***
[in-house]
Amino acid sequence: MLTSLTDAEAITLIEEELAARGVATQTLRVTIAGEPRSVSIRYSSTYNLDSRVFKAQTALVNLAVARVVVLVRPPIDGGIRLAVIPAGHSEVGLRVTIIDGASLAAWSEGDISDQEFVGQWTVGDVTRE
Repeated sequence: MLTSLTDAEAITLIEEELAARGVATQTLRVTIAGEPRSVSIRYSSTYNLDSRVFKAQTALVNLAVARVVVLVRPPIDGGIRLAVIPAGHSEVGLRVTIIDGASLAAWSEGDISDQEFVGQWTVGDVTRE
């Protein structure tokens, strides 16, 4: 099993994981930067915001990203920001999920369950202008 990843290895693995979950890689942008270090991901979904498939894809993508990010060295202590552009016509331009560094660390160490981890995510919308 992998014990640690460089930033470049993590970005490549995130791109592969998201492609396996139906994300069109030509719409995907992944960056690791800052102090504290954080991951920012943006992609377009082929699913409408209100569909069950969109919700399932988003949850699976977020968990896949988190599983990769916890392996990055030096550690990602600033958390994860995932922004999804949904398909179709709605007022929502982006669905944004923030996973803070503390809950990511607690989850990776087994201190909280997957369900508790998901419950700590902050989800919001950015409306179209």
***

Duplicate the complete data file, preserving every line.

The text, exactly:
[in-house]
Amino acid sequence: MLTSLTDAEAITLIEEELAARGVATQTLRVTIAGEPRSVSIRYSSTYNLDSRVFKAQTALVNLAVARVVVLVRPPIDGGIRLAVIPAGHSEVGLRVTIIDGASLAAWSEGDISDQEFVGQWTVGDVTRE
Repeated sequence: MLTSLTDAEAITLIEEELAARGVATQTLRVTIAGEPRSVSIRYSSTYNLDSRVFKAQTALVNLAVARVVVLVRPPIDGGIRLAVIPAGHSEVGLRVTIIDGASLAAWSEGDISDQEFVGQWTVGDVTRE
């Protein structure tokens, strides 16, 4: 099993994981930067915001990203920001999920369950202008 990843290895693995979950890689942008270090991901979904498939894809993508990010060295202590552009016509331009560094660390160490981890995510919308 992998014990640690460089930033470049993590970005490549995130791109592969998201492609396996139906994300069109030509719409995907992944960056690791800052102090504290954080991951920012943006992609377009082929699913409408209100569909069950969109919700399932988003949850699976977020968990896949988190599983990769916890392996990055030096550690990602600033958390994860995932922004999804949904398909179709709605007022929502982006669905944004923030996973803070503390809950990511607690989850990776087994201190909280997957369900508790998901419950700590902050989800919001950015409306179209």